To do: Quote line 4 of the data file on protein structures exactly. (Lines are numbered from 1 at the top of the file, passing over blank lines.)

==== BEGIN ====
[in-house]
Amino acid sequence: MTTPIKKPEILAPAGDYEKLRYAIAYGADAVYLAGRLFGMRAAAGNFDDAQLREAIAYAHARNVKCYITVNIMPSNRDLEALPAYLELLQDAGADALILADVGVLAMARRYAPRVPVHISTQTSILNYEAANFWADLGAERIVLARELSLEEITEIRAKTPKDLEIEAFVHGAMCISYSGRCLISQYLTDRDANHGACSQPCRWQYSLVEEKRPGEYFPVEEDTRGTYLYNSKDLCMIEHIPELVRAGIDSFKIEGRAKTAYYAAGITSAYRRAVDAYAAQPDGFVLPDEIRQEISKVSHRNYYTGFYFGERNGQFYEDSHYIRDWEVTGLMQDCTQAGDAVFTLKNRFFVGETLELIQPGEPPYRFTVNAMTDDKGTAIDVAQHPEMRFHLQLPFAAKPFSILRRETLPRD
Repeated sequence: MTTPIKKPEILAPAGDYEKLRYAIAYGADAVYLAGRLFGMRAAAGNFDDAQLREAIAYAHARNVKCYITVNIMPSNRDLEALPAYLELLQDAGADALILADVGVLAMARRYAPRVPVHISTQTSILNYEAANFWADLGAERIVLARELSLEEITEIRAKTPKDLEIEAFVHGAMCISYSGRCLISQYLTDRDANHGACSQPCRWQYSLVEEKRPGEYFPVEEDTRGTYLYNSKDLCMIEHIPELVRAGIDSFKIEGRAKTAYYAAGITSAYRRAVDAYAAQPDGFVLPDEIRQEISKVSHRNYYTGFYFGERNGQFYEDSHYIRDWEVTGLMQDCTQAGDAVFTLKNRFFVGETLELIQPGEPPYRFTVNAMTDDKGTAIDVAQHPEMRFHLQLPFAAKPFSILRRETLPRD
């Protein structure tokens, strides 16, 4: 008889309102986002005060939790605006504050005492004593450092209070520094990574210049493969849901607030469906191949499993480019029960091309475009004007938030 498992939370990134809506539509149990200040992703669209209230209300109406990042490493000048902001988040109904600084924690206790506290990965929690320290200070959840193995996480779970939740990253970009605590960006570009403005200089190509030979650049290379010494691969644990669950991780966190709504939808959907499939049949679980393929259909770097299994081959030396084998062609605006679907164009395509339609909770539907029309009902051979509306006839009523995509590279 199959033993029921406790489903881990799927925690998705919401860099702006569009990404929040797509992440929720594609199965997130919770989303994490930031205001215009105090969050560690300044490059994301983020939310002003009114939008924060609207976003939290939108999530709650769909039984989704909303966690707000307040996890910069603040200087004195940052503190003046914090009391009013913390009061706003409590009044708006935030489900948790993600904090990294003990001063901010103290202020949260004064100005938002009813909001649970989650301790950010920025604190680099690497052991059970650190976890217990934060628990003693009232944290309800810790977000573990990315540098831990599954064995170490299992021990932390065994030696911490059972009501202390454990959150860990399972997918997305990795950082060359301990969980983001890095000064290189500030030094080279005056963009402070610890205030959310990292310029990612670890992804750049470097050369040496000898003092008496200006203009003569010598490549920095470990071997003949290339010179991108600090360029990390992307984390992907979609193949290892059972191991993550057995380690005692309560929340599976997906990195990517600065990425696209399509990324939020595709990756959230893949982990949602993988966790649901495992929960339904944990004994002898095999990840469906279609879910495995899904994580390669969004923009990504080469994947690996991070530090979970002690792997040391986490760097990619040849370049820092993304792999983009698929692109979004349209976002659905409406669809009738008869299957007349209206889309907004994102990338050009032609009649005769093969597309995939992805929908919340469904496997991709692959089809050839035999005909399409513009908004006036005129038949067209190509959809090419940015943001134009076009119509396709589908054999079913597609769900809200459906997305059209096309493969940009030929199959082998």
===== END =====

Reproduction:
């Protein structure tokens, strides 16, 4: 008889309102986002005060939790605006504050005492004593450092209070520094990574210049493969849901607030469906191949499993480019029960091309475009004007938030 498992939370990134809506539509149990200040992703669209209230209300109406990042490493000048902001988040109904600084924690206790506290990965929690320290200070959840193995996480779970939740990253970009605590960006570009403005200089190509030979650049290379010494691969644990669950991780966190709504939808959907499939049949679980393929259909770097299994081959030396084998062609605006679907164009395509339609909770539907029309009902051979509306006839009523995509590279 199959033993029921406790489903881990799927925690998705919401860099702006569009990404929040797509992440929720594609199965997130919770989303994490930031205001215009105090969050560690300044490059994301983020939310002003009114939008924060609207976003939290939108999530709650769909039984989704909303966690707000307040996890910069603040200087004195940052503190003046914090009391009013913390009061706003409590009044708006935030489900948790993600904090990294003990001063901010103290202020949260004064100005938002009813909001649970989650301790950010920025604190680099690497052991059970650190976890217990934060628990003693009232944290309800810790977000573990990315540098831990599954064995170490299992021990932390065994030696911490059972009501202390454990959150860990399972997918997305990795950082060359301990969980983001890095000064290189500030030094080279005056963009402070610890205030959310990292310029990612670890992804750049470097050369040496000898003092008496200006203009003569010598490549920095470990071997003949290339010179991108600090360029990390992307984390992907979609193949290892059972191991993550057995380690005692309560929340599976997906990195990517600065990425696209399509990324939020595709990756959230893949982990949602993988966790649901495992929960339904944990004994002898095999990840469906279609879910495995899904994580390669969004923009990504080469994947690996991070530090979970002690792997040391986490760097990619040849370049820092993304792999983009698929692109979004349209976002659905409406669809009738008869299957007349209206889309907004994102990338050009032609009649005769093969597309995939992805929908919340469904496997991709692959089809050839035999005909399409513009908004006036005129038949067209190509959809090419940015943001134009076009119509396709589908054999079913597609769900809200459906997305059209096309493969940009030929199959082998």